- A fair amount of time to dedicate to language learning
If you decide to take on this “multi-language challenge,” here are some useful tips.
1) Choose a maximum of TWO languages at any given time. Three languages is excessive and will impair whatever language core you’re trying to build.
2) Choose two languages that are distinct from each other. Languages that are similar can overlap by way of words, grammar, emotions, memories, and other factors, thereby causing confusion. Therefore, learning Spanish AND Italian, Dutch AND German, or Portuguese AND Romanian at the same time is not a good idea.
3) Try to choose an “easy” language and a relatively “difficult” one (I explain this concept both in English and Spanish on YouTube)
4) If you choose two languages that are at fairly opposite ends of the complexity scale, give the difficult language 70-80% of your budgeted time, and give the “easy” one 20-30% of your budgeted time.
Be the tortoise. Language learning is a slow marathon that takes time, quality work, and patience. Every language is an adventure. I usually suggest learning one thing at a time, but there are no set rules. If you decide to embark on multiple adventures, contemplate the conditions you will face. If you think you can make it, keep in mind the above-mentioned five tips. And good luck!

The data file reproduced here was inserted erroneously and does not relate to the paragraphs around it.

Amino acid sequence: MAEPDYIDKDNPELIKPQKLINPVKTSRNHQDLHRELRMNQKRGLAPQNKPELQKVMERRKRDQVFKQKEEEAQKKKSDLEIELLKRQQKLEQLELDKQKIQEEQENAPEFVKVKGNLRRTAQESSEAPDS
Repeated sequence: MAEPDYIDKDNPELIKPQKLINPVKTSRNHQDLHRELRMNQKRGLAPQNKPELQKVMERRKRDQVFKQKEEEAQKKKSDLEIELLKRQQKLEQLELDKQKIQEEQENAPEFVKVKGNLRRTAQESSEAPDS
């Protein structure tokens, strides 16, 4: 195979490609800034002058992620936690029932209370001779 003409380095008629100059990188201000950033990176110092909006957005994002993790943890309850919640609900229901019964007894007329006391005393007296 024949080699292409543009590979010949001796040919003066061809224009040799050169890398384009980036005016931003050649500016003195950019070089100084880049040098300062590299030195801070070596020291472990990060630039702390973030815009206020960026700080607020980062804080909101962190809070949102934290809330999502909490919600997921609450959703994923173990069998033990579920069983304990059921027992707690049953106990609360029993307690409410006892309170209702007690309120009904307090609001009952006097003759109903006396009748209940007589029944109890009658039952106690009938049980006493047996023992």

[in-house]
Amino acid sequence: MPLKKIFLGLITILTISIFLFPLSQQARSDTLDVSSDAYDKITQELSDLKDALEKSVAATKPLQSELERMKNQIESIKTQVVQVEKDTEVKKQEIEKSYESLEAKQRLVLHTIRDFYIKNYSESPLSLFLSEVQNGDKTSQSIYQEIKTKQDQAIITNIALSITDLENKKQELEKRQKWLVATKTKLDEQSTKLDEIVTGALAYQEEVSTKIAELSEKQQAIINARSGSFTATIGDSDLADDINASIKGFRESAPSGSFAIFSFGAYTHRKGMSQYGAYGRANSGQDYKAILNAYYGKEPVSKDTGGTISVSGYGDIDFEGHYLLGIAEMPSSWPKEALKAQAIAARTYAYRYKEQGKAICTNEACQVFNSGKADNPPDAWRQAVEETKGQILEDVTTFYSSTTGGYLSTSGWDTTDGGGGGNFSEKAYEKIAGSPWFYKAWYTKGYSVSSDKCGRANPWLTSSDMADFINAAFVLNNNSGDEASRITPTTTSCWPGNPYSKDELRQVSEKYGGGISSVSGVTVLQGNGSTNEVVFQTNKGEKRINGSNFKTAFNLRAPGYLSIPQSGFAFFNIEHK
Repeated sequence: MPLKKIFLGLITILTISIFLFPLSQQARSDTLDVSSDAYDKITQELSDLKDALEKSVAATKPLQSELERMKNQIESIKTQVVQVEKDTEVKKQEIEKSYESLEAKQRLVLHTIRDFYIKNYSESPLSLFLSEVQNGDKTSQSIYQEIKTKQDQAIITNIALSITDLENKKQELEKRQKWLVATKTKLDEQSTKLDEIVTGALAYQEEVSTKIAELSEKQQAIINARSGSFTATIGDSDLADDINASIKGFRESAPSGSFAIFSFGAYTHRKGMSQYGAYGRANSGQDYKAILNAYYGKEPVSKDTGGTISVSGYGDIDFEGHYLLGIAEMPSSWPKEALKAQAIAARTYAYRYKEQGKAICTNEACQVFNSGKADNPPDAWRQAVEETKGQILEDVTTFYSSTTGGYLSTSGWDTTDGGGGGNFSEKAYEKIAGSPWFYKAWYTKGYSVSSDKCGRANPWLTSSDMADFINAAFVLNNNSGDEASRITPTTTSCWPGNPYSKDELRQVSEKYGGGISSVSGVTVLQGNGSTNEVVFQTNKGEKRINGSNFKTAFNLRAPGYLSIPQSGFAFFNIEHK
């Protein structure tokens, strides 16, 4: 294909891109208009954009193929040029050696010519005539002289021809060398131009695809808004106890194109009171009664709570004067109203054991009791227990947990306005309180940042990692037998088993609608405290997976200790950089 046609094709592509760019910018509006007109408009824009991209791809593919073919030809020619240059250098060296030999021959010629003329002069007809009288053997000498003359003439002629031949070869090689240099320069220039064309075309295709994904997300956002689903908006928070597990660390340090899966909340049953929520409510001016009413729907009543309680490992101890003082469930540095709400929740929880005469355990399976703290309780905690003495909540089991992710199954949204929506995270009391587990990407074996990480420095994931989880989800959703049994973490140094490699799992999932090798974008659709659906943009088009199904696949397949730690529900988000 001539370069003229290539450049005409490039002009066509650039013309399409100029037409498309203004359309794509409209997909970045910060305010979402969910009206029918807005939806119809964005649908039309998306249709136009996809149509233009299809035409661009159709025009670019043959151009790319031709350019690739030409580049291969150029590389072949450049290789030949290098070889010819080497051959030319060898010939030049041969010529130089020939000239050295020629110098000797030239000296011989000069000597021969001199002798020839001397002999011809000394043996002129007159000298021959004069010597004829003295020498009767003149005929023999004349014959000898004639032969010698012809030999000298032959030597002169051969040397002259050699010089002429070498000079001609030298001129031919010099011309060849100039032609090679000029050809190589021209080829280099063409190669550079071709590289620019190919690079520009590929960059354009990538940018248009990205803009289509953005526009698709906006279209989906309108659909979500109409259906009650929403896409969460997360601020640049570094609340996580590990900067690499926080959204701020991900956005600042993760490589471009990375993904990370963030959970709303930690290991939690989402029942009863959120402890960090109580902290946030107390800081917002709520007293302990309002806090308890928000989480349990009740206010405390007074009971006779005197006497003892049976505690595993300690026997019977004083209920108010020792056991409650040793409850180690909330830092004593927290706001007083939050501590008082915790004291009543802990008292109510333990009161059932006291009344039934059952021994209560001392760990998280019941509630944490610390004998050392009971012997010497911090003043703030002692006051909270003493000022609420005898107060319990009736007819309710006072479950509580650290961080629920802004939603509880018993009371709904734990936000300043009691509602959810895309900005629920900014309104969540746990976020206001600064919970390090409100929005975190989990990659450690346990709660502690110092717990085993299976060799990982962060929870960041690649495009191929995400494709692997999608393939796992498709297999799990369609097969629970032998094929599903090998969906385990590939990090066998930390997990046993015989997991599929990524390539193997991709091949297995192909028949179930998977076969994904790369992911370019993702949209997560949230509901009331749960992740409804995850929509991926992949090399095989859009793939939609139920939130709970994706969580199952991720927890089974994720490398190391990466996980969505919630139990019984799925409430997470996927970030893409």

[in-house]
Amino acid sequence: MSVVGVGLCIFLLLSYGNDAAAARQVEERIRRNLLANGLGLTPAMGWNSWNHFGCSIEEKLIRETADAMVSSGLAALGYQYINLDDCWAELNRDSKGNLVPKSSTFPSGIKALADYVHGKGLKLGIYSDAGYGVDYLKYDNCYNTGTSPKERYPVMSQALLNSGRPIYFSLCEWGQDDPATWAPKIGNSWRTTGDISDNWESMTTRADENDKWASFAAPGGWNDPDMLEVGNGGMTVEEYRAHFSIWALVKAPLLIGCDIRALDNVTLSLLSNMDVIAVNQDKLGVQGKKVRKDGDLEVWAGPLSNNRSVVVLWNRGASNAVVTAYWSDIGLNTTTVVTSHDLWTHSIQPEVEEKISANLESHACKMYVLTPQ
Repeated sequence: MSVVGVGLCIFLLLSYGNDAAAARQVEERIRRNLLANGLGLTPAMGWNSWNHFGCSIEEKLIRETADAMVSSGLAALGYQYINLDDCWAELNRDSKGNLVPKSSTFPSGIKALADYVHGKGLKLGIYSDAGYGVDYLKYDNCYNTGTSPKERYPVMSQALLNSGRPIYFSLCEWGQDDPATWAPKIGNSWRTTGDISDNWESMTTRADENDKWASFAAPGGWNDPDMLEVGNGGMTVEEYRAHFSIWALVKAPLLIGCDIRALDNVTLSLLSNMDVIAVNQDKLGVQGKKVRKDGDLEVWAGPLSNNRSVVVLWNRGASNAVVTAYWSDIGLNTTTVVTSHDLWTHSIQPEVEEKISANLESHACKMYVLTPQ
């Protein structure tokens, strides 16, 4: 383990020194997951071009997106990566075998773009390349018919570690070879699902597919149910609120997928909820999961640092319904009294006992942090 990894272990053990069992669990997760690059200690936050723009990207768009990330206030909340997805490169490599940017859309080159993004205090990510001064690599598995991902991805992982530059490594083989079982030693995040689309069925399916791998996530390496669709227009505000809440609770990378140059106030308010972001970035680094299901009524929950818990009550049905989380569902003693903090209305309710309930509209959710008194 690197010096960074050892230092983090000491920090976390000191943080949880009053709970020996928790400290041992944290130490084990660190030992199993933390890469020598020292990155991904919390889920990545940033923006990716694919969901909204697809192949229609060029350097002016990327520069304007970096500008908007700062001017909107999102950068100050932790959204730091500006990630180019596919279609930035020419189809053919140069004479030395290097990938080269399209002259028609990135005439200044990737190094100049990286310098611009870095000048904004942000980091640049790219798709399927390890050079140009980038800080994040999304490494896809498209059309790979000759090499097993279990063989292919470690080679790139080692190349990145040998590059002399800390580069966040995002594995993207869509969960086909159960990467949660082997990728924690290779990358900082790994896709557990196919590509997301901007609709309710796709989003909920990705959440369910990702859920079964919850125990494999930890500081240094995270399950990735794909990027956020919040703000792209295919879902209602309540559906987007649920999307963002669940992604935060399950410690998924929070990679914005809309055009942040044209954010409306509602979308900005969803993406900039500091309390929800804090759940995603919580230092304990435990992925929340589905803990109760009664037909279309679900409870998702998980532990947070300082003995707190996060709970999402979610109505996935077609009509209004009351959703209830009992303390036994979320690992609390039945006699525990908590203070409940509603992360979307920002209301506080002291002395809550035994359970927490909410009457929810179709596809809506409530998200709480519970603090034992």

Our brain can definitely handle learning two (or more) languages at once. But there are also some ways you can make this best essays linguistic task easier on yourself.Once you fall in love with one language, you'll be itching to study more.The studying of two or more languages at the same time is really laboursome.
When you want to learn multiple languages it is easier to learn languages with common roots like the European languages (Spanish, Italian , French). With this great App to learn multiple languages at once as screensaver you can learn these languages, but also German and English, Latin, Greek and of course mainly Chinese! :-)
I already speak Portuguese, Swedish and English fluently, I'm learning German and French at school(I've had German for some years, but I'm just a beginner at French) and I'm going to Finnish courses outside school. So is it a good idea to start with Chinese (mandarin), Japanese, Korean and Spanish(not all at the same time) courses, or should I wait until I can fully concentrate in the new languages, since the Asian ones at least are more complicated?